Russia Throws Venezuela a Lifeline with Debt Restructuring Deal

Russia's President Vladimir Putin (R) and his Venezuelan counterpart Nicolas Maduro shakes hands during a signing ceremony at the Kremlin in Moscow, on July 2, 2013. Fugitive US intelligence leaker Edward Snowden was denied asylum by a host of countries today after applying for a safe haven in 21 nations …

Russia has thrown the collapsing socialist state of Venezuela a lifeline by offering to restructure the $3 billion debt owed to them.

“The Venezuelans have confirmed the terms we’d agreed on, and that’s why the process will move into the concluding phase,” Russian Finance Minister Anton Siluanov said on Wednesday. “The first part includes pretty favorable terms with a small sum due for repayment so that it’s manageable for our Venezuelan colleagues.”

The agreement comes as Venezuela is scrambling to pay off a series of debt payments credited to its state-run oil company PDSVA, with investors fearing the country could soon default. However, the $3 billion debt to Russia, used to finance the supply of Russian military machinery, is just a tiny fraction of its overall debt burden, estimated at $120 million.

“Clearly the Venezuelans have been looking for relief anywhere they can get it, and at this point Russia is their most viable source of financing,” Risa Grais-Targow, director for Latin America at Eurasia Group, a political risk analysis firm, told the New York Times. “The Venezuelans have been pushing very hard on the Russians.”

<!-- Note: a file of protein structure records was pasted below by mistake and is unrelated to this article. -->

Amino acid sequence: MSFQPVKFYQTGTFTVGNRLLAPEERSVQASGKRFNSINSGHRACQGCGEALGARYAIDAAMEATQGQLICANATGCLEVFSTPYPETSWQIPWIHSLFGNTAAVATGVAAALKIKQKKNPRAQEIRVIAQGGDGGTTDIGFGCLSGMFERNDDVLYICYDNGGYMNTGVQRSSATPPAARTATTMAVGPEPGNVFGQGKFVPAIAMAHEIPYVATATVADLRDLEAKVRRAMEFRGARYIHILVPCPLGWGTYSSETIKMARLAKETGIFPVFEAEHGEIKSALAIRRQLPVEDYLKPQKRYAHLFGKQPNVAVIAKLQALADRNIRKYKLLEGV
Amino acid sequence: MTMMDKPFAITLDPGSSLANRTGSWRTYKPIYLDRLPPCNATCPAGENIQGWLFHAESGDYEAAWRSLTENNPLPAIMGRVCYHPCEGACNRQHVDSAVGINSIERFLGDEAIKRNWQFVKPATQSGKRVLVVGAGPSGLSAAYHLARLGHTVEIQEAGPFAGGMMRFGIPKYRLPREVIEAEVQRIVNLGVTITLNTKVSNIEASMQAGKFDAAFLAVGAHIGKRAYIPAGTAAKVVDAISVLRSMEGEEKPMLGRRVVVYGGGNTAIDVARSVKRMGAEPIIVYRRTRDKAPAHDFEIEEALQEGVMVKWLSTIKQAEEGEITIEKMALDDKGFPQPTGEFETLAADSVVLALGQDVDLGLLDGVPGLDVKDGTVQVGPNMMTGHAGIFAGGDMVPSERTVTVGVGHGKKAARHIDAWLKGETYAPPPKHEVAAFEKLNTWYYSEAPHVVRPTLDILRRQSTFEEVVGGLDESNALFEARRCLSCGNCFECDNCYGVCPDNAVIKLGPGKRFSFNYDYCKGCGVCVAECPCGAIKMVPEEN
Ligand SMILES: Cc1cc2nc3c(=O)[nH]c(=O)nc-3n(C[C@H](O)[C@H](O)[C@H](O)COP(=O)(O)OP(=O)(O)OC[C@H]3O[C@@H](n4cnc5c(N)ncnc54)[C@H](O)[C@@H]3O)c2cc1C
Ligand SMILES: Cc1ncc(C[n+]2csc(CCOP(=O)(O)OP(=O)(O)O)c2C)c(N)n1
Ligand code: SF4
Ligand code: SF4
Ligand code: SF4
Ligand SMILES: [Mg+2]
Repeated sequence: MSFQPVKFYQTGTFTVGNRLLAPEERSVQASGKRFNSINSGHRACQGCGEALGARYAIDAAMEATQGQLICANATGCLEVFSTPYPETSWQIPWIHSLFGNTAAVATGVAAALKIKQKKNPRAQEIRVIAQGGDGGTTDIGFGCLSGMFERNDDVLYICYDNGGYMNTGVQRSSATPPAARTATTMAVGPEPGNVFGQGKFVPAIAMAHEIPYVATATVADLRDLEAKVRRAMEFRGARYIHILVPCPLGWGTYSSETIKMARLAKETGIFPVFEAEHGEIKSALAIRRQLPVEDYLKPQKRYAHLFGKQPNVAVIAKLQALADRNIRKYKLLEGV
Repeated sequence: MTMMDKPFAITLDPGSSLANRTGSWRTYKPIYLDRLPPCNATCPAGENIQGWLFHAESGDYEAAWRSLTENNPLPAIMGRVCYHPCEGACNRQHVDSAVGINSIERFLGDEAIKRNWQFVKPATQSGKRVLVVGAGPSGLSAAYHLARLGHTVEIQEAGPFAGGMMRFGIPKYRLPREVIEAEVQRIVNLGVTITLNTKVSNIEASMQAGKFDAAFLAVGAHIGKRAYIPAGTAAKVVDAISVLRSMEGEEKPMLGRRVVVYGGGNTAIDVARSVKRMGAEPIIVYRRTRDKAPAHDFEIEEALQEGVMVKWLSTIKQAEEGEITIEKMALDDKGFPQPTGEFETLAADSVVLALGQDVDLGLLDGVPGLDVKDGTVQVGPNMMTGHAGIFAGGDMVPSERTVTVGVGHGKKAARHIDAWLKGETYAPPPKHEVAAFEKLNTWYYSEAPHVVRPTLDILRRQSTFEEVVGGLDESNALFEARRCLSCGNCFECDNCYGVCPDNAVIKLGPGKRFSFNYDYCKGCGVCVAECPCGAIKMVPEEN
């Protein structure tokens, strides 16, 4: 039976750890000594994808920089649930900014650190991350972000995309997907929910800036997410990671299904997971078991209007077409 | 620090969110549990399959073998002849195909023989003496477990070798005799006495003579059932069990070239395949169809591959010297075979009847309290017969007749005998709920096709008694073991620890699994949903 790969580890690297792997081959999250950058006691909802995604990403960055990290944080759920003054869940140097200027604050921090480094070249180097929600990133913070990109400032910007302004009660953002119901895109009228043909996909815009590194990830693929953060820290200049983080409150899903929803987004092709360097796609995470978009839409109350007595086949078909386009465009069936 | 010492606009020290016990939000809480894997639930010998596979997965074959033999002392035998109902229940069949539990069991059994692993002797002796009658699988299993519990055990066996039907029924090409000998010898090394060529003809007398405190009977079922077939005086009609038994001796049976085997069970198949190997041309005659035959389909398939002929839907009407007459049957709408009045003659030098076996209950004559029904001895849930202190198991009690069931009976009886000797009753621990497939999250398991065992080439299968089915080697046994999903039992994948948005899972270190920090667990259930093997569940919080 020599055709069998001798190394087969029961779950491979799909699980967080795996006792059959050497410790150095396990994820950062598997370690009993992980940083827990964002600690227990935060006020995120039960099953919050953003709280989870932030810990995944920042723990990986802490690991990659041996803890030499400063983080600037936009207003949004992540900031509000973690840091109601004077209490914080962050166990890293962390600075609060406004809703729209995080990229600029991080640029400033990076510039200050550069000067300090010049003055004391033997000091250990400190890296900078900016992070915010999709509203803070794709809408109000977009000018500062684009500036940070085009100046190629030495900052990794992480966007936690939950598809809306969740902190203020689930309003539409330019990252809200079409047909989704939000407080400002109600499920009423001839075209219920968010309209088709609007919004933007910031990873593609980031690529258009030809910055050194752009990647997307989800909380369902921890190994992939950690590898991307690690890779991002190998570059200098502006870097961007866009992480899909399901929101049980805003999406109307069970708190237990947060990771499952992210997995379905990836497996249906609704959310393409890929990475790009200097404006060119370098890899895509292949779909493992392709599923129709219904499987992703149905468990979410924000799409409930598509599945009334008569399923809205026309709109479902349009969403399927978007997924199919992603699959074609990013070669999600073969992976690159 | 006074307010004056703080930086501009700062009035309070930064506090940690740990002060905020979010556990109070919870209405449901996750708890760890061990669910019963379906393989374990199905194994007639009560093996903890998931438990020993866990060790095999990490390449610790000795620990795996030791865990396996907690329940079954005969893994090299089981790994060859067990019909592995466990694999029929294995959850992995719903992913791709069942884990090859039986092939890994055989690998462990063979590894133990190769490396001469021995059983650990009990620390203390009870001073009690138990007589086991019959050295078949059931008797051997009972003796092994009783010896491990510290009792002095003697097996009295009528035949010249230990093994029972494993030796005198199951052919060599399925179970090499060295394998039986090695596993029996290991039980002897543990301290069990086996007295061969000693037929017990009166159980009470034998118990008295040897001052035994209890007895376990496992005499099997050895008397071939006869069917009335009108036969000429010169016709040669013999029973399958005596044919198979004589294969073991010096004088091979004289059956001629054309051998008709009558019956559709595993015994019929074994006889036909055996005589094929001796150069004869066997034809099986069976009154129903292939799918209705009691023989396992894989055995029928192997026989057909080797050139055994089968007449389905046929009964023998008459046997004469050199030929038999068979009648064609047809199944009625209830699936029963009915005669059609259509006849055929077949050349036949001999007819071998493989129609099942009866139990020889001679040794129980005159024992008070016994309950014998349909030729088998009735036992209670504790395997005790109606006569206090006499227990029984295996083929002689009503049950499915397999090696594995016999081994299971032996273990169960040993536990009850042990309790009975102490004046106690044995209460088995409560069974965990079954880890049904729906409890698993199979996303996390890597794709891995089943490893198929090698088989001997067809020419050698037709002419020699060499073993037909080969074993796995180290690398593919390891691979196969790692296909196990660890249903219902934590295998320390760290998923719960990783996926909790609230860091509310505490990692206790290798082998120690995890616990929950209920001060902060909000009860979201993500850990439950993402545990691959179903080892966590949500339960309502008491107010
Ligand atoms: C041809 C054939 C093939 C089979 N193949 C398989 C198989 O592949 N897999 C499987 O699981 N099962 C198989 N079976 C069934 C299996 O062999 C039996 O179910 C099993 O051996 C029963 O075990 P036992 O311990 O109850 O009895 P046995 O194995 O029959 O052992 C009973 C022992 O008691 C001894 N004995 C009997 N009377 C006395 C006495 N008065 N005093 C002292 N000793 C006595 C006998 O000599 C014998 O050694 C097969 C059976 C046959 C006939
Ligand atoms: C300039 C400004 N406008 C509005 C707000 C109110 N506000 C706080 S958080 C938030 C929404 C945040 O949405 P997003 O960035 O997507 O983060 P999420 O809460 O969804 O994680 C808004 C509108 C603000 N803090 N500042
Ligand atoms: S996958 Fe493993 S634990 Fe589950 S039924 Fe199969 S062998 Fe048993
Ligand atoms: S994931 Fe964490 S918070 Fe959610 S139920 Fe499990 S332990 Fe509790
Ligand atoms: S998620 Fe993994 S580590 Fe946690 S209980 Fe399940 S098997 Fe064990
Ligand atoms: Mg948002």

Venezuelan leader Nicolás Maduro met with Vladimir Putin last month to discuss the prospect of debt restructuring, with Maduro thanking him for “both diplomatic and political support during the difficult moments we are facing.” In his desperate search for cash, Maduro also began negotiating a $500 million deal with Putin, whereby Russia will take control of a number of Venezuela’s most profitable oil fields.

The growing relationship between the two countries comes as the Venezuelan regime continues a path towards dictatorship through the creation of an illegal lawmaking super body and fraudulent regional elections, leading to further international isolation, especially from the United States. The deal also raises fears of Russia’s interest in exerting influence in Latin America, with Venezuela being the region’s poorest and most politically unstable country.

In August, the Trump administration signed off on sanctions against the regime, prohibiting Americans from buying any further Venezuelan government debt or that of the PDSVA, as well as personal sanctions against Maduro and other government officials.

Venezuela is currently experiencing the worst humanitarian crisis in its history, with skyrocketing levels of inflation pushing the monthly minimum wage down to under $2 a month.

As a result, there is now widespread poverty amid a chronic lack of basic resources from everything such as food and power to medicine and sanitary products.

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